The flour tortillas tasted fine. But these weren’t the fluffy and pillowy kind. These are flatter, a bit tougher. Seems like some kind of agent was added to the comal to add flavor to them given they had a yellow sheen.

The potato and bacon was basically hash browns with chopped bacon mixed in. DRY. The bacon bits had beautiful crunch, though. The carne guisada was chunky and less stewy, but the meat was moist and tender. What little stew was more on the red side.

This place in the Westover Hills area is a full-blown restaurant and bar that’s open 6 a.m.-10 p.m. every day. The one thing I couldn’t stop thinking about was not tacos, but the $3 margaritas they offer during happy hour in cool flavors like mango and strawberry. However, no vanilla.

El Rodeo, 8085 Potranco Road, (210) 521-0246

Worth traveling across town for
Average S.A. taqueria. Some hits, some misses
Mostly misses

Benjamin Olivo

What do you think? Is there a taco I should have ordered, but didn’t? Have any taco news, issues or concerns? Email me at ben@thetacoist.com.

Taqueria Arandas, 7055 W. Military Drive


For the latest exercise in taco eating, I went to the Far West Side. Or, what I used to call the Quasi West Side. This area anchored by West Military and Marbach Road is not West Side proper, which is less a side of town and more a distinct geographic area that abuts downtown to the west. The Quasi West Side also isn’t Westover Hills or the Sea World area, but somewhere in between, hence the quasi.

But here you’ll find Taqueria Arandas, where the hot sauces really stood out more than the tacos. Which begs the question: Can a hot sauce elevate a so-so taco? A conversation for another time.

Here, the red salsa is chile de arbol-based and has a clean and non-oily texture. Slightly vinegary and more rustic with its bits of chile flakes — more flavorful than hot.

The green salsa is much more complex than your standard serrano and water concoction. Definitely tasted some garlic, and way hotter than the red.

As far as tacos, they were good tacos. Nothing mind-blowing. The sausage and egg was my favorite. At first, I was disappointed because the chopped up encased meat was more weenie than sausage in texture and appearance — so, more pale than dark. But this taco was superb. The sausage cooked in together with the egg and served hot and steaming. Made to order, for sure.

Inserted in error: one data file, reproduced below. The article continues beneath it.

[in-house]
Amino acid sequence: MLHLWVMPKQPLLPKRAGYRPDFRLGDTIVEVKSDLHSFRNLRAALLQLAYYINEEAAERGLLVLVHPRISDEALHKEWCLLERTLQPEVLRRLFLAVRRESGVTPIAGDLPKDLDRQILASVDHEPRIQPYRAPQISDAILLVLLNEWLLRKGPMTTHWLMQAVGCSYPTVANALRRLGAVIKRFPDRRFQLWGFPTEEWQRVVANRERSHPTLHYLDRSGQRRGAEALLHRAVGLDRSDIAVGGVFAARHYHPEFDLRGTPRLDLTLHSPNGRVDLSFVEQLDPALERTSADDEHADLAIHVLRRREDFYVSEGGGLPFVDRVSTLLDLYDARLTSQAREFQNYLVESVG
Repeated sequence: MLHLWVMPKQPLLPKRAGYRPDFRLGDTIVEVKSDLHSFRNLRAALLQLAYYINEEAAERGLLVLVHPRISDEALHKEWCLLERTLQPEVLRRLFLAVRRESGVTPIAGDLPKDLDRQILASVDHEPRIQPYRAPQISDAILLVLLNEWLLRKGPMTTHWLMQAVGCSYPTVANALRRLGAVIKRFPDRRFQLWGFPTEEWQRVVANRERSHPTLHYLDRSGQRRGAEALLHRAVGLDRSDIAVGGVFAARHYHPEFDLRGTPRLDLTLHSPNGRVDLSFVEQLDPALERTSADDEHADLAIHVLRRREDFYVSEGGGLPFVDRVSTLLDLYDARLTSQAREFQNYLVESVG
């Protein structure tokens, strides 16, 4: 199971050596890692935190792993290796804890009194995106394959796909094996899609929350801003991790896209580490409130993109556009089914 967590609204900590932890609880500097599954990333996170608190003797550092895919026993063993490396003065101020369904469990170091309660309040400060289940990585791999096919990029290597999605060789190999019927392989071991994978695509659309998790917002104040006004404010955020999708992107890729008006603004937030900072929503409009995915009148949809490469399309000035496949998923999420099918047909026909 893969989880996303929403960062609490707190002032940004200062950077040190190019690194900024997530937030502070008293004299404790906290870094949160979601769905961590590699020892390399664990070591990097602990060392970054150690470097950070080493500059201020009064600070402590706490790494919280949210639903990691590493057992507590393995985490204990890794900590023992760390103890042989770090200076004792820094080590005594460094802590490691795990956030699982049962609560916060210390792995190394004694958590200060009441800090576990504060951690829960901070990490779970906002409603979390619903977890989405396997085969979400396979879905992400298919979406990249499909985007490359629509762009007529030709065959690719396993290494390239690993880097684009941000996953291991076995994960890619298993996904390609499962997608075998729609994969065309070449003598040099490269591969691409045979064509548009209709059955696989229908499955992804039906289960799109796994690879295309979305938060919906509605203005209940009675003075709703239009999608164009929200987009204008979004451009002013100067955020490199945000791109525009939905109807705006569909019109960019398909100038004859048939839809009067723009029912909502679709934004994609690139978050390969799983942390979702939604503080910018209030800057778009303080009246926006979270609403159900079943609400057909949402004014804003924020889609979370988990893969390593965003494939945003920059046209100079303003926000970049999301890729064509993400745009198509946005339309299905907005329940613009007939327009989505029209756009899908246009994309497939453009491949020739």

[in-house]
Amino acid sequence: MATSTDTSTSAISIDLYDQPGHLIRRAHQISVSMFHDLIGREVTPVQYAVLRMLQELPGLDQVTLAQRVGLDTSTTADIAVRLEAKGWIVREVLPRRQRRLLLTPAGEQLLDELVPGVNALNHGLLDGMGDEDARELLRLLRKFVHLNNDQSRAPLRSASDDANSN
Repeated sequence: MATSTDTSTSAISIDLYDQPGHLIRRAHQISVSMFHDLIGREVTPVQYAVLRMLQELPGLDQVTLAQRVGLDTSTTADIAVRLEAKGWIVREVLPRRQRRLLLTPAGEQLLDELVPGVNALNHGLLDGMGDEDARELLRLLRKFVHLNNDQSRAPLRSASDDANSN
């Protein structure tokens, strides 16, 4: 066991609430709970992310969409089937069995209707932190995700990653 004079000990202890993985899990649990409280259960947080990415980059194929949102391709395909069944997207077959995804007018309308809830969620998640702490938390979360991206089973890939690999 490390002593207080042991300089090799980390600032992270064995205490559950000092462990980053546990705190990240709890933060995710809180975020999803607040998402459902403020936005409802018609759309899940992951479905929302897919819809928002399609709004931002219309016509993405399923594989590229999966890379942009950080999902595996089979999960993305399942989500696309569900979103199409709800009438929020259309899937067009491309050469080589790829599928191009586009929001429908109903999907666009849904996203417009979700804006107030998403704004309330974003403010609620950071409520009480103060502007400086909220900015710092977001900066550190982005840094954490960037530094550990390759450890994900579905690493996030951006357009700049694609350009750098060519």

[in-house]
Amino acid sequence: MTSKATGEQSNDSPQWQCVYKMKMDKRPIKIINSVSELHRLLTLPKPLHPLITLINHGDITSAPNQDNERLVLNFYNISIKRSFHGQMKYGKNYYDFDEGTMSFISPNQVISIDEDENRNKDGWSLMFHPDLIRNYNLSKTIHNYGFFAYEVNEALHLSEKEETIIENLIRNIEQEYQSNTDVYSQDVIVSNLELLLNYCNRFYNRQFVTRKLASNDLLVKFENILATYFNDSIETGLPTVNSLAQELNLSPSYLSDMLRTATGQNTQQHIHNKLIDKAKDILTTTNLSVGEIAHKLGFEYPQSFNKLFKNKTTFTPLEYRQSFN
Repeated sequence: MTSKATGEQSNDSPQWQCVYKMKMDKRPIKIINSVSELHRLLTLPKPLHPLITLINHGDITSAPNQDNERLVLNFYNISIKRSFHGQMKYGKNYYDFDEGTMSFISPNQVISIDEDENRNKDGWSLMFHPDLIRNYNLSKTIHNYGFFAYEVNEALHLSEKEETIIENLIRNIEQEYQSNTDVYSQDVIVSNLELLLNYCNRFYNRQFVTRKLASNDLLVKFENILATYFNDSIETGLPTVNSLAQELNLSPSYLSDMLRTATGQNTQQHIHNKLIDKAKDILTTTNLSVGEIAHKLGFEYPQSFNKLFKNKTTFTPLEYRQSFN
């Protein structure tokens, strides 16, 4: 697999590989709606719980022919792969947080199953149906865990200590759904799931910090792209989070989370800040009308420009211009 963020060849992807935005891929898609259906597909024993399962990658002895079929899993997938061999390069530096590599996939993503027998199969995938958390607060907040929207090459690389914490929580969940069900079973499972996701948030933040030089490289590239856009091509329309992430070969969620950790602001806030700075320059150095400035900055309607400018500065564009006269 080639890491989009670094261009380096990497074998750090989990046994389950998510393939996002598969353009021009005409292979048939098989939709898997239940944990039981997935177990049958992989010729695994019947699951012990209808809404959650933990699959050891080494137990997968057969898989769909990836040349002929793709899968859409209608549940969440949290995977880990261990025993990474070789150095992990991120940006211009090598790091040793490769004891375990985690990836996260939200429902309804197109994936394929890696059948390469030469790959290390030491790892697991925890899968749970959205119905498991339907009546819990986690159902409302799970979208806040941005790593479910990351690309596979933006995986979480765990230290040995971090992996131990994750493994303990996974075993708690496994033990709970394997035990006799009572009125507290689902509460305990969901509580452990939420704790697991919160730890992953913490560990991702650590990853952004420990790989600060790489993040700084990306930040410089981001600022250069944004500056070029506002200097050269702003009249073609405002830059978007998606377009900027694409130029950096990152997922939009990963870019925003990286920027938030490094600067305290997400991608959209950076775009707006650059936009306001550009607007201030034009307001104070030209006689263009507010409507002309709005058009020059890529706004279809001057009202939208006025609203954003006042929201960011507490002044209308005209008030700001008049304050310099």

The chorizo and bean I’d recommend, too. The beans and chorizo seemed fresh and clean and non-greasy. The corn tortilla excellent, but I couldn’t tell if it was made in-house or what.

(A note about corn tortillas: I’m somewhat clueless about them. They could be made from a just-add-water mix at the restaurant or elsewhere. They could be made from scratch, but very few restaurants, I ‘ve been told by experts, go through the painstaking process of running the corn through the nixtamalization process. I’ve made dozens and dozens of corn tortillas using Maseca, the mix, and still I feel I know nothing about them. Getting them to puff up is still a mystery.)

The chicharron and egg taco didn’t come with egg (top pic), but the preparation of the chicharron was a pleasant surprise. The sauce seemed less guisada, which is typically like a stew or a braise, and more of a ranchero sauce. It had that definite tomato base, but without the onions. And pieces of cooked-through green pepper, which is always heaven. The skins needed more salt, but the texture was definitely there — not too rubbery.

The big disappointment was the chorizo-potato with its mushy potatoes. It had adequate seasoning, but the elements seemed just thrown together as opposed to the sausage and egg.

Finally, I was turned off by the un-bused tables that remained un-bused for the entire time I was there. I slipped in just after the morning rush, and so you’d expect some dirty tables. But they remained that way as I paid and left. Not like dirty tables affect the food you’re eating, but they left a bad impression. That said, the service was great.

Taqueria Arandas, 7055 W. Military Drive, (210) 673-6707

Worth traveling across town for
Average S.A. taqueria. Some hits, some misses
Mostly misses

Benjamin Olivo

What do you think? Is there a taco I should have ordered, but didn’t? Have any taco news, issues or concerns? Email me at ben@thetacoist.com.